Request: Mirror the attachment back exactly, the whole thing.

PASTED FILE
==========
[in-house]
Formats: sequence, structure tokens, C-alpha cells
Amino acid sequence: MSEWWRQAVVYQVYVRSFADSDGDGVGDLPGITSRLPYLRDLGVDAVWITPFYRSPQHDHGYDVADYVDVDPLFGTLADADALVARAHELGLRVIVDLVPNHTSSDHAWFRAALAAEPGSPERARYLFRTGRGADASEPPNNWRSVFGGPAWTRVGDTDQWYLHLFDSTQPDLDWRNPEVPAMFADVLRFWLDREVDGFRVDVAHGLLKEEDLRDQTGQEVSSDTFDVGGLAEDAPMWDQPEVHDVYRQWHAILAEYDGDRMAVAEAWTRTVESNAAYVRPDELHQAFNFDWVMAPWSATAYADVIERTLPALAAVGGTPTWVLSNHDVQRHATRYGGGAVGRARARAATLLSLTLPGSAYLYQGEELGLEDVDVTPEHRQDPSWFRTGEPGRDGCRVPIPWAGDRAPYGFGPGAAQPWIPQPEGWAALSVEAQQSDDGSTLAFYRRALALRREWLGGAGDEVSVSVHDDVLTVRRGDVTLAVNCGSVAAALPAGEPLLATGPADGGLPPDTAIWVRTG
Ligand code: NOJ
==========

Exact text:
[in-house]
Formats: sequence, structure tokens, C-alpha cells
Amino acid sequence: MSEWWRQAVVYQVYVRSFADSDGDGVGDLPGITSRLPYLRDLGVDAVWITPFYRSPQHDHGYDVADYVDVDPLFGTLADADALVARAHELGLRVIVDLVPNHTSSDHAWFRAALAAEPGSPERARYLFRTGRGADASEPPNNWRSVFGGPAWTRVGDTDQWYLHLFDSTQPDLDWRNPEVPAMFADVLRFWLDREVDGFRVDVAHGLLKEEDLRDQTGQEVSSDTFDVGGLAEDAPMWDQPEVHDVYRQWHAILAEYDGDRMAVAEAWTRTVESNAAYVRPDELHQAFNFDWVMAPWSATAYADVIERTLPALAAVGGTPTWVLSNHDVQRHATRYGGGAVGRARARAATLLSLTLPGSAYLYQGEELGLEDVDVTPEHRQDPSWFRTGEPGRDGCRVPIPWAGDRAPYGFGPGAAQPWIPQPEGWAALSVEAQQSDDGSTLAFYRRALALRREWLGGAGDEVSVSVHDDVLTVRRGDVTLAVNCGSVAAALPAGEPLLATGPADGGLPPDTAIWVRTG
Ligand code: NOJ